An instructor who says that all ballistic wisdom comes through himself alone (or through herself alone) isn’t telling the truth either to themselves or to their students. Ditto for schools and franchises. If a trainer, school, or franchise tells us not to attend any other schools or programs, one has to wonder why. So if your friends are recommending that you as a new instructor should be working to get a wider picture of what’s out there, who’s teaching it and why they’re teaching it that way — that’s all to the good. If it’s just about learning more and continuing to grow after a teaching certification is in hand, that’s what I’m all about, too.
But if they’re using any of that to bludgeon you or anyone else into sitting down and shutting up, they’ve completely missed the point.
We aren’t born knowing this stuff. And there’s not enough time for any one person to learn all of it. It’s a big field.
Nobody has the perfect resume — the one that belongs to a buff, perfectly in-shape 20-something person who also has two decades of LE experience and has done at least three tours in the sandbox; who competes every single weekend but also has the time to teach a full class every weekend; who has been involved in a dozen deadly force incidents as an ordinary person, but whose personal awareness is so keen that they’ve never been the intended victim of any type of criminal activity; someone who has taken a thousand hours of training from various schools all over the country, but also has trained extensively in only one school so they’ve become very adept at everything that one school teaches; someone who …well, you get the idea.
That person and that resume don’t exist. We don’t have to be that. We just have to do the best we can with what we have. Start where we are, learn more as we go along, share what we know with others. That’s it.
Now that said?
Just between you and me: if your friends aren’t just protecting their own personal territory or being jerks at you just to be jerks, they may be trying to tell you that your own skills aren’t as advanced as you feel they are. In other words, your friends might be giving you a hard time about the certificates you have right now because they’re actually concerned that either your shooting or the gunhandling skills that they’ve seen from you aren’t up to par. Not knowing you in person, obviously I can’t say one way or the other, because I haven’t seen you shoot or handle guns. So I might be totally off base here and if I am, feel free to disregard this next bit.
As instructors, you and I both know that a person who has a poor grasp of the fundamentals will struggle to impart those fundamentals to others. Even if a naive student enjoys the process, they still won’t learn as well as they would from someone who has the foundation solidly built. This means that a beginning student’s recommendations are not always the best measure of our teaching skill, though it is a good way to check that we’re keeping our customer base happy. Better to look at their shooting skills at the end of class, and especially at their ability to not shoot themselves or others unintentionally. (Did you know? Around 16,000 people a year end up in the emergency room with unintentional gunshot injuries. That’s a lot of painful and dangerous oopsies we can prevent!)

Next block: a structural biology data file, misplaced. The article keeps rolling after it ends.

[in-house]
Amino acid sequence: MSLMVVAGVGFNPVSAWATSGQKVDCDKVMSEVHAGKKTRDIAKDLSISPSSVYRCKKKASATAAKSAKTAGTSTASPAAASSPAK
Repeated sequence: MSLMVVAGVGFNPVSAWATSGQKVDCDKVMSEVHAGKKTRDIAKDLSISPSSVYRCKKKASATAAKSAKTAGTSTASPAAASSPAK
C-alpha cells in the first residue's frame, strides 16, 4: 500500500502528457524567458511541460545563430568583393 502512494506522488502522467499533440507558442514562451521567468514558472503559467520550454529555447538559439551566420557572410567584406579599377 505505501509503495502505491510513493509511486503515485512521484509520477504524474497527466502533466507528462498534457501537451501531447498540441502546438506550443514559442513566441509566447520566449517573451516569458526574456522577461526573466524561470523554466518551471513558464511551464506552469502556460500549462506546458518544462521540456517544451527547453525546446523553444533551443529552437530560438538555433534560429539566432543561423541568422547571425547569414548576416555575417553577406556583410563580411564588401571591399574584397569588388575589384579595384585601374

So maybe, despite what your students say, your friends are trying to gently talk to you about your shooting and gunhandling skill, and are pointing you toward my work so that they don’t have to say it to you directly. Maybe. That’s a guess.
Some measures you might use to check:
- Can you consistently shoot a measured group of less than 2.5 inches in slow fire at a distance of 7 yards?
- Can you consistently perform a semi-auto reload in less than 5 seconds, with proper trigger finger discipline and muzzle control? (Have you watched a video of yourself so you can check your gunhandling safety in slow-mo?)
- Have you measured your shooting skill against an objective standard, such as the LFI-Qual from Massad Ayoob or the IDPA Classifier? If so, how did you do relative to your own score on that same course of fire a month ago, six months ago, a year ago? Are you getting better?
- Can you confidently show your students how to hit an 8-inch target at 15 yards?
- Can you consistently put 5 shots into a 5-inch circle, at 5 yards, in 5 seconds or less?
None of these tests are go/no-go for teaching the basics. They’re simply one way you might either reassure yourself or give yourself a kick in the pants about what you’re learning now and what you want to learn next. And as I said: those are for you to check, not ammunition for you to hand your friends for them to criticize you with. It’s a tool for you to use, not a weapon for them to use against you.
Hoping none of this offends you, or if it does, that you’ll see the goodwill behind it. I’m a big fan of new instructors doing what they can with what they have, and working to learn more as time goes on. There’s absolutely no reason for anyone to be tearing a new teacher down or trying to chase them out of the field. There’s every reason in the world to come alongside each other and spur each other on to greatness.
Stay safe and be awesome,